One of the real beauties of having earbuds or earphones on an airplane is that they help you avoid tiresome conversations with people who seem to use talking to alleviate their anxiety about flying. They must think that as long as they’re talking to the person next to them, the pilot’s going to do a better job flying the plane. I’m sure there’s research somewhere either confirming or disproving this theory, but I haven’t seen it.
On a recent flight, I was occupying seat 24-A, the window seat in my row. When jocular Greg sat down in 24-C, the aisle seat, and immediately struck up a conversation, I reflexively reached for my earbuds. Greg seemed like a nice enough guy, but this was a two-and-a-half-hour flight, I was tired from presenting most of that day, had work I still needed to get done, and the passengers hadn’t even finished boarding yet!
As it turned out, the earbuds weren’t what saved me. It was Keshab, a 22-year-old, impossibly thin, Nepalis man in middle seat 24-B who saved the day. As Keshab wedged his ceremonially gowned self between us, Greg instantly shifted his conversation from me to him. I wasted no time inserting my earbuds and pulling out my laptop while trying to hide the subtle smile on my face.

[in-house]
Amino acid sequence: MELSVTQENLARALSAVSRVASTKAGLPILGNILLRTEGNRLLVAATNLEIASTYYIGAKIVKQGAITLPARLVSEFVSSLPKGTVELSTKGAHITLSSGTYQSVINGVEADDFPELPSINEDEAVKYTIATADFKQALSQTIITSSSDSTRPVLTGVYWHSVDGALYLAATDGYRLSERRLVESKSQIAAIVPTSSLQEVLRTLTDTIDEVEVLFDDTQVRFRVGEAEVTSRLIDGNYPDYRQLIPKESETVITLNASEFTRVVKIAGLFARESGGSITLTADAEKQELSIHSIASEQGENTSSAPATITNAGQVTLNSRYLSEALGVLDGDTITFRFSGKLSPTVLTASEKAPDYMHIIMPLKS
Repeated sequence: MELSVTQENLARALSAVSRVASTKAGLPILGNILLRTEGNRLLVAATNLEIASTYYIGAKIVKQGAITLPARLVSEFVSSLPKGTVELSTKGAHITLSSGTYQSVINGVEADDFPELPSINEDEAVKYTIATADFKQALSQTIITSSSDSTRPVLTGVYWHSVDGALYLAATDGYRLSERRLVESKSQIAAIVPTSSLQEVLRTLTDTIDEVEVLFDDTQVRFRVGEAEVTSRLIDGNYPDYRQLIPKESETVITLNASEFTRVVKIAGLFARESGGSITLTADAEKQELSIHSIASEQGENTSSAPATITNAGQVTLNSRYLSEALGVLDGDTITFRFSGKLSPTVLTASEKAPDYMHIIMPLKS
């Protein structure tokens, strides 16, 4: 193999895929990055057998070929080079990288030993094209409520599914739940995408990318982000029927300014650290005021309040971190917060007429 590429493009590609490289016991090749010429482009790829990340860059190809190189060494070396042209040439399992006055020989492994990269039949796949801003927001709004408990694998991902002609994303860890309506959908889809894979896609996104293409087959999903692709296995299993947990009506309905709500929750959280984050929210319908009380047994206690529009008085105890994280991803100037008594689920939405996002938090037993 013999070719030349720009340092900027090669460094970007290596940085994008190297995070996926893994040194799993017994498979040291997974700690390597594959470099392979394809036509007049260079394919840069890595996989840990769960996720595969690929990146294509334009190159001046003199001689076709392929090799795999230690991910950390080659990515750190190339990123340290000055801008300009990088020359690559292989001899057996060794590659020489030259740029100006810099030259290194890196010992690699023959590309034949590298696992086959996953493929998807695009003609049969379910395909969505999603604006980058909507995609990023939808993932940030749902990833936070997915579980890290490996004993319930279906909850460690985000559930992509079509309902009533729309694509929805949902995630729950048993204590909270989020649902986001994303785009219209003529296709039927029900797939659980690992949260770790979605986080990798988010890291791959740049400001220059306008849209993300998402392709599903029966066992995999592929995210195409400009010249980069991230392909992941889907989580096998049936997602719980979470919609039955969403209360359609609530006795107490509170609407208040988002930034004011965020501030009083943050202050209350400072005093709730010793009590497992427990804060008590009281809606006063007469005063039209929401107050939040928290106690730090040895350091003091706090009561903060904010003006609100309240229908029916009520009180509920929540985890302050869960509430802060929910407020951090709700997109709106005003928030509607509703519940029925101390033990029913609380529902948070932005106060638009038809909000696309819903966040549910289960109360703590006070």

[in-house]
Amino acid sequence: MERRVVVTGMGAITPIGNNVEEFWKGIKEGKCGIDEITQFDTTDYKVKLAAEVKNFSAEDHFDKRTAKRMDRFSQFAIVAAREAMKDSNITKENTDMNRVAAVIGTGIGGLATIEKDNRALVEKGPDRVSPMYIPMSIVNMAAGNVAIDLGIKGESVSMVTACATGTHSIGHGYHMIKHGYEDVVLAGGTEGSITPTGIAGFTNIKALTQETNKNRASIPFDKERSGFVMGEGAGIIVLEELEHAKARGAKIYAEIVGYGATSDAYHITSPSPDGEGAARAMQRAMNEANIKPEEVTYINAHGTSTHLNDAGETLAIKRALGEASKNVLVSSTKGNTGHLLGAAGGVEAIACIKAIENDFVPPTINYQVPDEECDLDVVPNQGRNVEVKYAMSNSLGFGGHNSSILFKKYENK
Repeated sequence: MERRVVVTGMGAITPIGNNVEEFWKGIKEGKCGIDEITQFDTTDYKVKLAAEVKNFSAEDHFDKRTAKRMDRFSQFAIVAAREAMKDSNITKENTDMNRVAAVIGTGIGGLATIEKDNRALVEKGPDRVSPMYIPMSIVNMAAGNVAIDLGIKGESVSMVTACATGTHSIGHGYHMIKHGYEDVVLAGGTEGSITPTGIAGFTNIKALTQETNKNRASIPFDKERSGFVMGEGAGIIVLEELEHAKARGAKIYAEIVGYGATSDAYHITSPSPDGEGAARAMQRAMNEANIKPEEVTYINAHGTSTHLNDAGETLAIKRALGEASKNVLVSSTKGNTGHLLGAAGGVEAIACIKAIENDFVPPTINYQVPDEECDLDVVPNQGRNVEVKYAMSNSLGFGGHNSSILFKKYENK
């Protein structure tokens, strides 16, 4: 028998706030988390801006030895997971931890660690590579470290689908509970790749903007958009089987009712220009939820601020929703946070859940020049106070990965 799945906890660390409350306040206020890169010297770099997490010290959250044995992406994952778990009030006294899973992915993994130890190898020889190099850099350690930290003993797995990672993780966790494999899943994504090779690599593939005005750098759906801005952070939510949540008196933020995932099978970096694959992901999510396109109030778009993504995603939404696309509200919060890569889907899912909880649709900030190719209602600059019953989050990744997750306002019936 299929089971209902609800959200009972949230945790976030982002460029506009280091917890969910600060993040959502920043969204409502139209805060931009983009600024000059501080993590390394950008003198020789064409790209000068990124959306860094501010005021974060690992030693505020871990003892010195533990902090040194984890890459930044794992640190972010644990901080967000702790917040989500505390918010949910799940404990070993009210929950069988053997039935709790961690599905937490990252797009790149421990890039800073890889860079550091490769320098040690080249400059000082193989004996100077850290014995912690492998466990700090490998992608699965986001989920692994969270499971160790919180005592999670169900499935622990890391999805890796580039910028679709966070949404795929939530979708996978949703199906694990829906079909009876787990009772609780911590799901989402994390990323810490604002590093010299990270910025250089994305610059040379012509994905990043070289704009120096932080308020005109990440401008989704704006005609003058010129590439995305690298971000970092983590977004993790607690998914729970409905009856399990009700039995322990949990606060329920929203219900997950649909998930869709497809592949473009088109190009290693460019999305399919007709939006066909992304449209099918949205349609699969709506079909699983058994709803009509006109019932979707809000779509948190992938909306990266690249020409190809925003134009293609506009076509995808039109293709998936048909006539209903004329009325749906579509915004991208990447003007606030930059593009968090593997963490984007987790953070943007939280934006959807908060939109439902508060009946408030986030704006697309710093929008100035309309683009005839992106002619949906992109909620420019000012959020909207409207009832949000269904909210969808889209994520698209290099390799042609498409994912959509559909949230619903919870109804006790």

With about an hour left in the flight, my computer alerted me that the battery was low, so I shut it down. It was then that Keshab mentioned he had noticed me writing and asked if I was a writer.
I responded that although I do a fair amount of writing, I don’t consider myself a writer as many people think of them—certainly not in the best seller sense—and that I was simply organizing my thoughts for an upcoming article.
Within minutes, Keshab had me engrossed in a conversation about his upbringing and how we ended up on that flight together. I quickly realized I had come close to missing out on an amazing story, an even more amazing young man, and a great lesson.
As it turns out, Keshab was born in Bhutan, a close neighbor of Nepal. When he was a toddler, his family was among thousands of others who were forcibly removed from the country. He ended up being raised in a refugee camp in Nepal.
Along with the help of a sponsor, Keshab and his family made their way to Akron, Ohio where they settled and where Keshab and his brother worked part-time jobs and drove Ubers so they could study computer science at the University of Akron. If Keshab was discouraged about anything, he never let it show.
I felt that in this COVID and post-COVID world, Keshab’s story is particularly prescient. His is a family that had lost everything—their home, their citizenship, and even their native country. They learned to take nothing for granted and to appreciate everything they had gained: a new home, country, language, and new opportunities.
In business, it’s easy to take things for granted; to get irritated or discouraged with demanding customers, delayed or unavailable supplies, and impossibly scarce employees.
I believe the lesson I almost missed learning was to go easy on my complaining, better appreciate the things I have, and find the opportunities that might be hiding in the most unlikely places.